Honey Bee Watch is an international coalition tasked with better understanding the biological, behavioral, and environmental traits that favor survivorship among free-living or untreated colonies. Our aim is to become the world’s greatest repository of, and authority on, “Survivor” populations to ensure their protection and conservation. Starting with a pilot program in Europe focused on Apis mellifera, we will eventually expand to include more regions and all Apis species.
A citizen-science, GIS-based mapping platform has been developed to collect data on Survivors’ distribution and density, together with general observational data. Colony activity will also be periodically monitored and samples collected from long-living colonies to assess diversity and biological traits. Eventually, we’ll also link meta environmental data to achieve a more holistic understanding of Survivors’ conditions.app.HoneyBeeWatch.com, developed by GISCollective
Honey bees are essential pollinators that promote biodiversity and ensure food security. Unfortunately, in many regions of the world, honey bee colonies are considered extinct in the wild, while those managed by beekeepers also perish at alarming rates. This crisis has been caused by a series of interacting, largely human-derived stressors.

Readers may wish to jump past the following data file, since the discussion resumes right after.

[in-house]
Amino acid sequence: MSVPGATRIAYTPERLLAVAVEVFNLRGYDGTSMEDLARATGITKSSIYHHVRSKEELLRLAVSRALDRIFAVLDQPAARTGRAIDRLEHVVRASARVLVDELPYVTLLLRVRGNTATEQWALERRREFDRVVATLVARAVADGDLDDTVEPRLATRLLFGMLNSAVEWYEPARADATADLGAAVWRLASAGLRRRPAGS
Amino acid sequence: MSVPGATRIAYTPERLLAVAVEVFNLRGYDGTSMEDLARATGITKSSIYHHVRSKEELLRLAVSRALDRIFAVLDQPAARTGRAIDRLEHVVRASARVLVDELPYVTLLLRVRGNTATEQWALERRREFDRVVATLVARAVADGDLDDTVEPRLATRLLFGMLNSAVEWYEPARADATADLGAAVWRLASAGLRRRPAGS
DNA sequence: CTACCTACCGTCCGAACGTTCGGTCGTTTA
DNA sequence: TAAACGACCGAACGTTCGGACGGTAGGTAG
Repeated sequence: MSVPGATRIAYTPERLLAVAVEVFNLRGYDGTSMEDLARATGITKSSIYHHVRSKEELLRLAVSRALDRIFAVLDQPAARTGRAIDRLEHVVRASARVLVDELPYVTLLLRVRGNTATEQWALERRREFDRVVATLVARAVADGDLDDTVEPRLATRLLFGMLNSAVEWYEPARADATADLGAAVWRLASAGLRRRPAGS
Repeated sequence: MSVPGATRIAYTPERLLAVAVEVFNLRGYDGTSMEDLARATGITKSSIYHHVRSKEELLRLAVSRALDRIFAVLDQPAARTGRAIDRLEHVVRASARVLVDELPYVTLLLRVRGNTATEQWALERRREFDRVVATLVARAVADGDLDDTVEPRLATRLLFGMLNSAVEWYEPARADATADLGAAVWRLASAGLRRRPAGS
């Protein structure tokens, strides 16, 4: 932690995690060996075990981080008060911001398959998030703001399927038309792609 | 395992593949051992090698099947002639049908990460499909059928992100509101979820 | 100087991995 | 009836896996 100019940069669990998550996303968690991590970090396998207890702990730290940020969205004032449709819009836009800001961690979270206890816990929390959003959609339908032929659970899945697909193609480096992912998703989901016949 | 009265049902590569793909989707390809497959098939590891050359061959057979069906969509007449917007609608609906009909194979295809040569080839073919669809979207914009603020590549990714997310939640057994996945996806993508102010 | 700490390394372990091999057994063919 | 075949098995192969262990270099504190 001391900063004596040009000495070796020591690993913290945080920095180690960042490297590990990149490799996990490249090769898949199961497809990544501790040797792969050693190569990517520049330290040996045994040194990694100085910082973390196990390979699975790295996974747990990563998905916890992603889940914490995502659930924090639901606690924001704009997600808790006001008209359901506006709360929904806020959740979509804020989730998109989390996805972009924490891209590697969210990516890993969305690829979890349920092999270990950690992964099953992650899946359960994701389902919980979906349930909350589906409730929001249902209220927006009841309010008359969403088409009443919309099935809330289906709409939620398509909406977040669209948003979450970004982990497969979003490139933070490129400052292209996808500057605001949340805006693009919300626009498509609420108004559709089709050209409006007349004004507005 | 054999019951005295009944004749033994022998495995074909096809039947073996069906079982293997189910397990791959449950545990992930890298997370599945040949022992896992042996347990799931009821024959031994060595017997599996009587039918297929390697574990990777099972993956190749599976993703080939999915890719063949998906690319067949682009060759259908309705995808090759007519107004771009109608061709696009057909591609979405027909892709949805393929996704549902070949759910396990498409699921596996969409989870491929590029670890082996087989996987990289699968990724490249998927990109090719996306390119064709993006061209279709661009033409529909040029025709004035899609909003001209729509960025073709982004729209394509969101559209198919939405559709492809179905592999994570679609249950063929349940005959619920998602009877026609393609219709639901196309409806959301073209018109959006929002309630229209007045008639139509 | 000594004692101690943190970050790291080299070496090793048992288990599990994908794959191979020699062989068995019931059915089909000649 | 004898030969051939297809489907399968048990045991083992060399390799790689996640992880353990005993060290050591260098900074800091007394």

In contrast to this trend, a few extraordinary populations have been found to be surviving, completely unaided or with little human intervention, despite being plagued by the same lethal maladies. From the few studies investigating these Survivors, we know that, through natural selection, these special honey bees have evolved the capacity to withstand multiple deadly afflictions. These Survivors represent a precious reservoir, from which future communities, both wild and managed, could potentially be repopulated.
To date no wide-reaching international initiative exists to identify, record, monitor, study, and safeguard the many Apis mellifera Survivors awaiting discovery around the world, thus the raison d'état of Honey Bee Watch. Additionally, such an initiative could aid in the protection of the 10 other honey bee species, for which no global conservation effort has yet been hatched, despite their suspected declines and an overall lack of fundamental data regarding their current distribution and health status.
Project Director: Steve Rogenstein at The Ambeessadors
Science Director: Arrigo Moro at University of Galway
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